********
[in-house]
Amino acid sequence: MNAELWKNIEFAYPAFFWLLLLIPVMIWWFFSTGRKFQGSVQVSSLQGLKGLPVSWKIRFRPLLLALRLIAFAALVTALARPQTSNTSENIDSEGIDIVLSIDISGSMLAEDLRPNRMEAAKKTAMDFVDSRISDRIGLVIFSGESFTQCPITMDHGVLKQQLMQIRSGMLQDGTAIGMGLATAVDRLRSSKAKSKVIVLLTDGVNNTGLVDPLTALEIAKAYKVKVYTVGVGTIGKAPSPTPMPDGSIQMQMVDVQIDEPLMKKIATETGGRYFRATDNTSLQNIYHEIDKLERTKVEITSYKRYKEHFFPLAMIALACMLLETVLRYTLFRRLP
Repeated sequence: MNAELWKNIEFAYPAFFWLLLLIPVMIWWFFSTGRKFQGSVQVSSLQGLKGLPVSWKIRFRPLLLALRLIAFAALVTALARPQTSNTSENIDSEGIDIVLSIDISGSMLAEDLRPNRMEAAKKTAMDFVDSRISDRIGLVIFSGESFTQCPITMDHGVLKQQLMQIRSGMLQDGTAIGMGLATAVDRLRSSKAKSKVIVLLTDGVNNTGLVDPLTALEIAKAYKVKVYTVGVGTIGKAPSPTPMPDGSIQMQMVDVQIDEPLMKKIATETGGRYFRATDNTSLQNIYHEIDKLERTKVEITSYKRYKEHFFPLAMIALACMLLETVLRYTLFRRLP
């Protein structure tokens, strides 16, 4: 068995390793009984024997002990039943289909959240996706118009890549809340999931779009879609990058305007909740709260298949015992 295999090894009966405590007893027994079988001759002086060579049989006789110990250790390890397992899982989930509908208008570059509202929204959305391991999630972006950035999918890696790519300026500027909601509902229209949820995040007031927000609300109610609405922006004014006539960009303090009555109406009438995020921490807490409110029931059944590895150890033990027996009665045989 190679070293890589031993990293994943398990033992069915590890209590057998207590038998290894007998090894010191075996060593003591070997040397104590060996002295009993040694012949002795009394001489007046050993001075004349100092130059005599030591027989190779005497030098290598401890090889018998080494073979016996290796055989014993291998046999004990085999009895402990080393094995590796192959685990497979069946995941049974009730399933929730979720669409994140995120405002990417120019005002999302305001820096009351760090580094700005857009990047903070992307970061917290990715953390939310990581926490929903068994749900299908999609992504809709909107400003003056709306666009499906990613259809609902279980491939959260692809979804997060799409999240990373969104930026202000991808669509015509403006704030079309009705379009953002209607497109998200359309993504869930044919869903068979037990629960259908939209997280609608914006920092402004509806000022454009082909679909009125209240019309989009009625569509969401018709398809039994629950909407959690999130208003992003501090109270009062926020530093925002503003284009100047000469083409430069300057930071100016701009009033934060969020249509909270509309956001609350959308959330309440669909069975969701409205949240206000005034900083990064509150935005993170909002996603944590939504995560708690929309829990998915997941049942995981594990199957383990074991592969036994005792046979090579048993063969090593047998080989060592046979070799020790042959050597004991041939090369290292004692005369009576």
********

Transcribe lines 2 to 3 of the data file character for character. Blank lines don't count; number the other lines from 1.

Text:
Amino acid sequence: MNAELWKNIEFAYPAFFWLLLLIPVMIWWFFSTGRKFQGSVQVSSLQGLKGLPVSWKIRFRPLLLALRLIAFAALVTALARPQTSNTSENIDSEGIDIVLSIDISGSMLAEDLRPNRMEAAKKTAMDFVDSRISDRIGLVIFSGESFTQCPITMDHGVLKQQLMQIRSGMLQDGTAIGMGLATAVDRLRSSKAKSKVIVLLTDGVNNTGLVDPLTALEIAKAYKVKVYTVGVGTIGKAPSPTPMPDGSIQMQMVDVQIDEPLMKKIATETGGRYFRATDNTSLQNIYHEIDKLERTKVEITSYKRYKEHFFPLAMIALACMLLETVLRYTLFRRLP
Repeated sequence: MNAELWKNIEFAYPAFFWLLLLIPVMIWWFFSTGRKFQGSVQVSSLQGLKGLPVSWKIRFRPLLLALRLIAFAALVTALARPQTSNTSENIDSEGIDIVLSIDISGSMLAEDLRPNRMEAAKKTAMDFVDSRISDRIGLVIFSGESFTQCPITMDHGVLKQQLMQIRSGMLQDGTAIGMGLATAVDRLRSSKAKSKVIVLLTDGVNNTGLVDPLTALEIAKAYKVKVYTVGVGTIGKAPSPTPMPDGSIQMQMVDVQIDEPLMKKIATETGGRYFRATDNTSLQNIYHEIDKLERTKVEITSYKRYKEHFFPLAMIALACMLLETVLRYTLFRRLP